Dark Reading is part of the Informa Tech Division of Informa PLC

This site is operated by a business or businesses owned by Informa PLC and all copyright resides with them.Informa PLC's registered office is 5 Howick Place, London SW1P 1WG. Registered in England and Wales. Number 8860726.

News

12/18/2020
10:40 AM
Jai Vijayan
Jai Vijayan
Slideshows
Connect Directly
Twitter
LinkedIn
RSS
E-Mail
50%
50%

5 Key Takeaways From the SolarWinds Breach

New details continue to emerge each day, and there may be many more lessons to learn from what could be among the largest cyberattacks ever.
Previous
1 of 6
Next

Image Credit: doe.gov

Image Credit: doe.gov

Anxiety over the recent SolarWinds and US government cyberattack went up a notch Thursday when the DHS' Cybersecurity and Infrastructure Security Agency (CISA) warned the advanced persistent group behind the incident might be using multiple tactics to gain initial access into target networks.

It was first widely thought that the likely Russia-backed threat actor was distributing malware to thousands of organizations worldwide by hiding it in legitimate updates to SolarWinds' Orion network management software. On Thursday, CISA said its analysis showed attackers may have also used another initial vector: a multifactor authentication bypass, done by accessing the secret key from the Outlook Web App (OWA) server.

CISA pointed to an alert that Volexity issued earlier in the week, in which the security vendor noted this MFA bypass tactic was used in another attack involving the same intruder responsible for the SolarWinds campaign. 

News of at least one additional attack vector, and likely more, came as organizations and the industry as a whole struggled to come to terms with what is arguably among the most significant cyber incidents in recent years. The attackers who breached SolarWinds used the company's software updates — and now, according to CISA, other methods — to install a backdoor called SUNBURST on systems belonging to governments, defense and military entities, and numerous private sector companies.

Victims of the campaign are thought to include the US Treasury Department, Department of Homeland Security, Justice Department, State Department, entities from all five branches of the US military, and several Fortune 500 companies. There were reports Thursday that the National Nuclear Security Administration and the Energy Department had also been breached in the campaign.

The breathtaking scope of this incident and remarkable stealth with which it was executed have sparked considerable worry about the level of access the attackers may still have on target networks.

With details around the attack still emerging, it is far too early to say with certainty what organizations should learn from the whole incident. Read on to learn five immediate issues the attacks have highlighted so far.

 

Jai Vijayan is a seasoned technology reporter with over 20 years of experience in IT trade journalism. He was most recently a Senior Editor at Computerworld, where he covered information security and data privacy issues for the publication. Over the course of his 20-year ... View Full Bio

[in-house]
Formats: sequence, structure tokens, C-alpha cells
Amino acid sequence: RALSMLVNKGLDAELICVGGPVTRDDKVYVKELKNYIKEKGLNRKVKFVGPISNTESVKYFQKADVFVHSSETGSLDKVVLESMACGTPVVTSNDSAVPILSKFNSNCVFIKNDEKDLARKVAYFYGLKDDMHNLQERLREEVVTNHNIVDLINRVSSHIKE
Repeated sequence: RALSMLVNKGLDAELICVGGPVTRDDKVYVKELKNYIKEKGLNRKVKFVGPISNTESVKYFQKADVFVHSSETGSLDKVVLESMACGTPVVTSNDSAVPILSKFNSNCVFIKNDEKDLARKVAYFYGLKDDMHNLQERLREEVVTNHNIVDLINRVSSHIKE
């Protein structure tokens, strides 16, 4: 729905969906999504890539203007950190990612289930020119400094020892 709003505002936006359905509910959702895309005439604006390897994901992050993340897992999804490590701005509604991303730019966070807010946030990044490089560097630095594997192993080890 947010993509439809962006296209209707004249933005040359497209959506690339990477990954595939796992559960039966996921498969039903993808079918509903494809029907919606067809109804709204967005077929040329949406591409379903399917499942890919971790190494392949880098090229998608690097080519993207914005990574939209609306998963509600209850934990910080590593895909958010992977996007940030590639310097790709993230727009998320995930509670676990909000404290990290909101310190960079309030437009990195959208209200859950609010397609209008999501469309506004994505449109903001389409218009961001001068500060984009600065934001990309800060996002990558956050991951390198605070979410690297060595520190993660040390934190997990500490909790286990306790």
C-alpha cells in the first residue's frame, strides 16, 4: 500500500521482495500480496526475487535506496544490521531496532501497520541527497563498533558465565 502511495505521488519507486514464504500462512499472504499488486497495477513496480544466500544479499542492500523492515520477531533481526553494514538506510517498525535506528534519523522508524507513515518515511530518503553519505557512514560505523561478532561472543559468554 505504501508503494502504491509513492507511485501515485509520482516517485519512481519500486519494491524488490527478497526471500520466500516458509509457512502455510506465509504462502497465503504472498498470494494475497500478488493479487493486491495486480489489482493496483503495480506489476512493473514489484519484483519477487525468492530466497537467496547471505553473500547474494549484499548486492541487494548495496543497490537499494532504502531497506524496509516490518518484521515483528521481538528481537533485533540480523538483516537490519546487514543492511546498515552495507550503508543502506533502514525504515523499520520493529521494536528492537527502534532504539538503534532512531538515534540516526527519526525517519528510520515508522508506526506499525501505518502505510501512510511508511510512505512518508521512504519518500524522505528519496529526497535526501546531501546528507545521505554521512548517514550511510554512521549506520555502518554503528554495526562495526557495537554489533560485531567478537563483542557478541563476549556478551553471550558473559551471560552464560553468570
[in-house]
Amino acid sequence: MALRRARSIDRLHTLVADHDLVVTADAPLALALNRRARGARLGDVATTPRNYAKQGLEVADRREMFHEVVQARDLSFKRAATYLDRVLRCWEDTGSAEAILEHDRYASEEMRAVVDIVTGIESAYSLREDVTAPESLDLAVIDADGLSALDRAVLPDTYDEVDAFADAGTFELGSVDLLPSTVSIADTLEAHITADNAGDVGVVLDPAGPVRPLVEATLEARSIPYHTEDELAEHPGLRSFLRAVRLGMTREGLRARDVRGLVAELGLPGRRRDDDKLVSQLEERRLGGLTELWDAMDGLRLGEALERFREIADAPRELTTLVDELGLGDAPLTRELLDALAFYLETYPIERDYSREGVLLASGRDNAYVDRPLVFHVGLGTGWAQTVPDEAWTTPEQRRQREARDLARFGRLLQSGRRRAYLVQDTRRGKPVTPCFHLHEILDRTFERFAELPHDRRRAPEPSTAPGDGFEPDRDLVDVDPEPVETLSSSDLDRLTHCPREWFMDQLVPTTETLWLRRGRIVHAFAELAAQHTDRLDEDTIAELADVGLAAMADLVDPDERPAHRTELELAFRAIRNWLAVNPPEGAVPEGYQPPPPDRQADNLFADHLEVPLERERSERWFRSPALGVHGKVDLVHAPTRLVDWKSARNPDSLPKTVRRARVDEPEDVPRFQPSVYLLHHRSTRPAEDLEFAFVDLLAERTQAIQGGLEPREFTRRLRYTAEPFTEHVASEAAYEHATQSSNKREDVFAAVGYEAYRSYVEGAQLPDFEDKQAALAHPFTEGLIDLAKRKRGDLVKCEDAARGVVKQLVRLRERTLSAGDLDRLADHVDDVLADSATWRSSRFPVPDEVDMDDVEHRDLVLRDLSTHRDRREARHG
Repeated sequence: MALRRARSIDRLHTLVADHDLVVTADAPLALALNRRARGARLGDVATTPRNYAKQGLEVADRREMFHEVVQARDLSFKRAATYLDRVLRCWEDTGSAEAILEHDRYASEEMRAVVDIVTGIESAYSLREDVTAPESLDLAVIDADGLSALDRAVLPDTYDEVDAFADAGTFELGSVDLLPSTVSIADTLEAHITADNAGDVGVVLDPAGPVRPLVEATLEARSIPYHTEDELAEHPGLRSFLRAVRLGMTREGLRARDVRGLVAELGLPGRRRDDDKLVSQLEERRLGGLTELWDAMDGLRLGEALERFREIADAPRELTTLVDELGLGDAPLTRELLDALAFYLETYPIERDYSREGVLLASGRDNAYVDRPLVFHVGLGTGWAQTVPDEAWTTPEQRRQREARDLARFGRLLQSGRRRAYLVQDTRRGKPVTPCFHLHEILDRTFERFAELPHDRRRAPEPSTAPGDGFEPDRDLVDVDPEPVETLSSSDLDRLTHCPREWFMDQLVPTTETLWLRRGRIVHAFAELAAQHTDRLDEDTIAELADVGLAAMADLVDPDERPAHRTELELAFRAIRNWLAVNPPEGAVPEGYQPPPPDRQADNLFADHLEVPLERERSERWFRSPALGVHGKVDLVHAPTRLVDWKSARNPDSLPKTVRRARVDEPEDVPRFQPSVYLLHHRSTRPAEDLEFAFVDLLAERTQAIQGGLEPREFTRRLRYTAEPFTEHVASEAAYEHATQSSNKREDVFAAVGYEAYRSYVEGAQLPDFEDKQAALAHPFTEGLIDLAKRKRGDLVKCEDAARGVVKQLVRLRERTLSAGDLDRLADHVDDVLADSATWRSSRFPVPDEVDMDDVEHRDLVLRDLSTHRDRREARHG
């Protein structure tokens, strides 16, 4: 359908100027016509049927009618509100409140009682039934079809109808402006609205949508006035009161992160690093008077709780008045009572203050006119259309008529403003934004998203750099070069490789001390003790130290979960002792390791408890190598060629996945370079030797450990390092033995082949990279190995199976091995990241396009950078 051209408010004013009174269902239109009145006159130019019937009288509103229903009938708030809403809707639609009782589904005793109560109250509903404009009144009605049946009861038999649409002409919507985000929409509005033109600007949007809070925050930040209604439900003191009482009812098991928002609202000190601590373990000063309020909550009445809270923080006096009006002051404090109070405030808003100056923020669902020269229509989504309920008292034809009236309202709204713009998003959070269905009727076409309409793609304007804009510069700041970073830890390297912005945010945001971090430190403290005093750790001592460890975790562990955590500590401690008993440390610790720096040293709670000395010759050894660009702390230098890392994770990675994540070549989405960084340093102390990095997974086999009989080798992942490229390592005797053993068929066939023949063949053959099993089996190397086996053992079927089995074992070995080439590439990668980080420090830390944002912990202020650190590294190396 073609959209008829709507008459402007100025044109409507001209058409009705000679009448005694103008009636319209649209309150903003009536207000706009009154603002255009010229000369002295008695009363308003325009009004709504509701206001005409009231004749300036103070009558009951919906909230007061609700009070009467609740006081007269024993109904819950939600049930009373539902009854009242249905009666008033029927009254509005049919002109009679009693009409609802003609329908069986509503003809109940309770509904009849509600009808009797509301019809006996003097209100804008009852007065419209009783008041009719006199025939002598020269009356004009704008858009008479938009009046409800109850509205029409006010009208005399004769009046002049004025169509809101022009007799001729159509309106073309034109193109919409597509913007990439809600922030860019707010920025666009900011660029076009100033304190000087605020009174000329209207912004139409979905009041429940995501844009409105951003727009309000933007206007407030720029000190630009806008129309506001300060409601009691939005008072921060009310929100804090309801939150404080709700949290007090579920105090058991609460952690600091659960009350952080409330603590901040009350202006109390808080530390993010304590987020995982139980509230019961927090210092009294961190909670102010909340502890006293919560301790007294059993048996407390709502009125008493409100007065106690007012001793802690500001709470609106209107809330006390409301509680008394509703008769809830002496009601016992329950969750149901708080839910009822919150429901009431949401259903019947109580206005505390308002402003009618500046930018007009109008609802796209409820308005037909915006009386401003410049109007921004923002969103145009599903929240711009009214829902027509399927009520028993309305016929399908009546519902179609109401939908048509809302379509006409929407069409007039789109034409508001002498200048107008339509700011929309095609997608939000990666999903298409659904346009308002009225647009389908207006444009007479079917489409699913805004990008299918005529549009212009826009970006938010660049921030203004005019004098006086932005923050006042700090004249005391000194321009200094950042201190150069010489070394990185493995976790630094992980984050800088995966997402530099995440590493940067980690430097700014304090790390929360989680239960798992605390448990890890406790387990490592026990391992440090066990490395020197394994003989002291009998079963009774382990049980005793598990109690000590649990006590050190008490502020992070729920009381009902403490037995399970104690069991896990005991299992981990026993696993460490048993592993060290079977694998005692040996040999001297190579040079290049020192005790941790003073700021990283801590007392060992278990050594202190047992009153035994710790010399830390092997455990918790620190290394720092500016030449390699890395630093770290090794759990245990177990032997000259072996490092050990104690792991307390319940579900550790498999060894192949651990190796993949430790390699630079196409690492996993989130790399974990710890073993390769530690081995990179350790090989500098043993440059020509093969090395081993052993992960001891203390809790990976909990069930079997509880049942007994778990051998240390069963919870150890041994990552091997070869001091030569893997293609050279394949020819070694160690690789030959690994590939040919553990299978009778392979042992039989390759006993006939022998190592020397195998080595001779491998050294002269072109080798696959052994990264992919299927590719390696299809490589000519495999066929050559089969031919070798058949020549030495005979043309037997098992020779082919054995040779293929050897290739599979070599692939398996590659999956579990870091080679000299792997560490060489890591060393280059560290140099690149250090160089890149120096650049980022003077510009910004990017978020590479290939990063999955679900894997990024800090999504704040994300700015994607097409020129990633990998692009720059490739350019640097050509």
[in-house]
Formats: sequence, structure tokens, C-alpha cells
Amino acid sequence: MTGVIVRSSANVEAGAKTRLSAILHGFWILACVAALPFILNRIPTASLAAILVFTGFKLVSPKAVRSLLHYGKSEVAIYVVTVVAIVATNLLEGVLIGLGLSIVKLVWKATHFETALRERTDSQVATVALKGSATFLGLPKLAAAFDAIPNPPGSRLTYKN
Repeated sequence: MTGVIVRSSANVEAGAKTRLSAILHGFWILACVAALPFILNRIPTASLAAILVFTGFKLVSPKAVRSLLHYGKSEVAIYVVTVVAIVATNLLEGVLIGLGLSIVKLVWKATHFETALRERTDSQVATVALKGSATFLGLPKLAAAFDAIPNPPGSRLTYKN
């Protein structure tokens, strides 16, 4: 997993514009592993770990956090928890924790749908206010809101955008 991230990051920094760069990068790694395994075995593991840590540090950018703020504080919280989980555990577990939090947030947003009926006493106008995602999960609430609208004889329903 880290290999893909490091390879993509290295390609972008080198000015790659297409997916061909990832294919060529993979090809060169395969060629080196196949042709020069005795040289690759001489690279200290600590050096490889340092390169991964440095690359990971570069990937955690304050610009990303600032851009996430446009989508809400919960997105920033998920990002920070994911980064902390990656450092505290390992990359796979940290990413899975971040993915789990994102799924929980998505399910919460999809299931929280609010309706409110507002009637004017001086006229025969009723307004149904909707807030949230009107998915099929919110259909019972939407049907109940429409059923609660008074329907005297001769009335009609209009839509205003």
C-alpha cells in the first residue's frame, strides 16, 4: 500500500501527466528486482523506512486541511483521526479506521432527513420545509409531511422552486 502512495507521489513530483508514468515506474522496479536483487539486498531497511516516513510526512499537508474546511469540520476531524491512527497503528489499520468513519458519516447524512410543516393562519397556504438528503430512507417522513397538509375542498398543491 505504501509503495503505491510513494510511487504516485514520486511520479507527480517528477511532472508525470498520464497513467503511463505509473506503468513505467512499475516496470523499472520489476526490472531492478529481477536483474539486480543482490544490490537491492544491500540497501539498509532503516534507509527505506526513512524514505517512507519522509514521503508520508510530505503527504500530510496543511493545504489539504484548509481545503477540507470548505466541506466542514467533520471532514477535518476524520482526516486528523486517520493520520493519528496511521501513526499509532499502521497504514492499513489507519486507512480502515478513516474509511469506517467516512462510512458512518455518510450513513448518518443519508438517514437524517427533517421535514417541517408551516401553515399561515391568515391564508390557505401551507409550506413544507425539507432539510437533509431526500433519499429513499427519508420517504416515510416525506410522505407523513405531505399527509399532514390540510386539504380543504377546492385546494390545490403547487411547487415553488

Previous
1 of 6
Next
Comment  | 
Print  | 
More Insights
Comments
Threaded  |  Newest First  |  Oldest First
robert.cox@gapac.com
50%
50%
[email protected],
User Rank: Apprentice
1/25/2021 | 11:39:59 AM
Any new information or updates?
This story broke a little over a month ago; I'm curious if there are new updates worth reviewing?
Edge-DRsplash-10-edge-articles
I Smell a RAT! New Cybersecurity Threats for the Crypto Industry
David Trepp, Partner, IT Assurance with accounting and advisory firm BPM LLP,  7/9/2021
News
Attacks on Kaseya Servers Led to Ransomware in Less Than 2 Hours
Robert Lemos, Contributing Writer,  7/7/2021
Commentary
It's in the Game (but It Shouldn't Be)
Tal Memran, Cybersecurity Expert, CYE,  7/9/2021
Register for Dark Reading Newsletters
White Papers
Video
Cartoon
Current Issue
The State of Cybersecurity Incident Response
In this report learn how enterprises are building their incident response teams and processes, how they research potential compromises, how they respond to new breaches, and what tools and processes they use to remediate problems and improve their cyber defenses for the future.
Flash Poll
Twitter Feed
Dark Reading - Bug Report
Bug Report
Enterprise Vulnerabilities
From DHS/US-CERT's National Vulnerability Database
CVE-2020-36239
PUBLISHED: 2021-07-29
Jira Data Center, Jira Core Data Center, Jira Software Data Center from version 6.3.0 before 8.5.16, from 8.6.0 before 8.13.8, from 8.14.0 before 8.17.0 and Jira Service Management Data Center from version 2.0.2 before 4.5.16, from version 4.6.0 before 4.13.8, and from version 4.14.0 before 4.17.0 e...
CVE-2021-37578
PUBLISHED: 2021-07-29
Apache jUDDI uses several classes related to Java's Remote Method Invocation (RMI) which (as an extension to UDDI) provides an alternate transport for accessing UDDI services. RMI uses the default Java serialization mechanism to pass parameters in RMI invocations. A remote attacker can send a malic...
CVE-2021-23416
PUBLISHED: 2021-07-28
This affects all versions of package curly-bracket-parser. When used as a template library, it does not properly sanitize the user input.
CVE-2021-23417
PUBLISHED: 2021-07-28
All versions of package deepmergefn are vulnerable to Prototype Pollution via deepMerge function.
CVE-2021-23415
PUBLISHED: 2021-07-28
This affects the package elFinder.AspNet before 1.1.1. The user-controlled file name is not properly sanitized before it is used to create a file system path.